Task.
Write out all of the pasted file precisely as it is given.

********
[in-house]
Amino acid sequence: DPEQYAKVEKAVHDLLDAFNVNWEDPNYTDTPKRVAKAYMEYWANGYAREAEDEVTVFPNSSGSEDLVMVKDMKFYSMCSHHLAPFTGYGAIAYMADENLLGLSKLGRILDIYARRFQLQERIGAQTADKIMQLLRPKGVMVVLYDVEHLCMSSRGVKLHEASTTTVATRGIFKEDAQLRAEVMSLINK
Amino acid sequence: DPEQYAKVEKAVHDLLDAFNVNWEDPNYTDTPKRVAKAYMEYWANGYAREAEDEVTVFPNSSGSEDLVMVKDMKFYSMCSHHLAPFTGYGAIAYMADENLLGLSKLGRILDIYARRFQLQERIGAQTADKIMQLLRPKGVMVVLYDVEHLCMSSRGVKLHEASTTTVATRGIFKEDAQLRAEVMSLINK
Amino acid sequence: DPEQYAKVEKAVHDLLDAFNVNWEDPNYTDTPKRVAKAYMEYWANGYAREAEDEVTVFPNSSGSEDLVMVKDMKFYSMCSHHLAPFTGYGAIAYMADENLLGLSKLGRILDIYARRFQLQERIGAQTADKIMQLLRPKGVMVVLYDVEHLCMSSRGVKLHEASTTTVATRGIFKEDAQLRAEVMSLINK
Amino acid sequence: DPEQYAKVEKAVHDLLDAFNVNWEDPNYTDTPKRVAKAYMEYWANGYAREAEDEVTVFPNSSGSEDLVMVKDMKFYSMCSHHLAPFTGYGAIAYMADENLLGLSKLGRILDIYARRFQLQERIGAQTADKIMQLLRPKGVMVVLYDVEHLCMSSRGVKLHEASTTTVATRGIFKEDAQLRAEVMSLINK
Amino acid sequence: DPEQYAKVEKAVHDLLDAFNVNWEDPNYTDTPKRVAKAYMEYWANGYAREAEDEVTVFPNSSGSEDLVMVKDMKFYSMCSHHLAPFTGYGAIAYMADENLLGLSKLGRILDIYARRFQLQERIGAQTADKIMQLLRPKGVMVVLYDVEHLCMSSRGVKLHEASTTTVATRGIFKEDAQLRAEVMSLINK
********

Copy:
[in-house]
Amino acid sequence: DPEQYAKVEKAVHDLLDAFNVNWEDPNYTDTPKRVAKAYMEYWANGYAREAEDEVTVFPNSSGSEDLVMVKDMKFYSMCSHHLAPFTGYGAIAYMADENLLGLSKLGRILDIYARRFQLQERIGAQTADKIMQLLRPKGVMVVLYDVEHLCMSSRGVKLHEASTTTVATRGIFKEDAQLRAEVMSLINK
Amino acid sequence: DPEQYAKVEKAVHDLLDAFNVNWEDPNYTDTPKRVAKAYMEYWANGYAREAEDEVTVFPNSSGSEDLVMVKDMKFYSMCSHHLAPFTGYGAIAYMADENLLGLSKLGRILDIYARRFQLQERIGAQTADKIMQLLRPKGVMVVLYDVEHLCMSSRGVKLHEASTTTVATRGIFKEDAQLRAEVMSLINK
Amino acid sequence: DPEQYAKVEKAVHDLLDAFNVNWEDPNYTDTPKRVAKAYMEYWANGYAREAEDEVTVFPNSSGSEDLVMVKDMKFYSMCSHHLAPFTGYGAIAYMADENLLGLSKLGRILDIYARRFQLQERIGAQTADKIMQLLRPKGVMVVLYDVEHLCMSSRGVKLHEASTTTVATRGIFKEDAQLRAEVMSLINK
Amino acid sequence: DPEQYAKVEKAVHDLLDAFNVNWEDPNYTDTPKRVAKAYMEYWANGYAREAEDEVTVFPNSSGSEDLVMVKDMKFYSMCSHHLAPFTGYGAIAYMADENLLGLSKLGRILDIYARRFQLQERIGAQTADKIMQLLRPKGVMVVLYDVEHLCMSSRGVKLHEASTTTVATRGIFKEDAQLRAEVMSLINK
Amino acid sequence: DPEQYAKVEKAVHDLLDAFNVNWEDPNYTDTPKRVAKAYMEYWANGYAREAEDEVTVFPNSSGSEDLVMVKDMKFYSMCSHHLAPFTGYGAIAYMADENLLGLSKLGRILDIYARRFQLQERIGAQTADKIMQLLRPKGVMVVLYDVEHLCMSSRGVKLHEASTTTVATRGIFKEDAQLRAEVMSLINK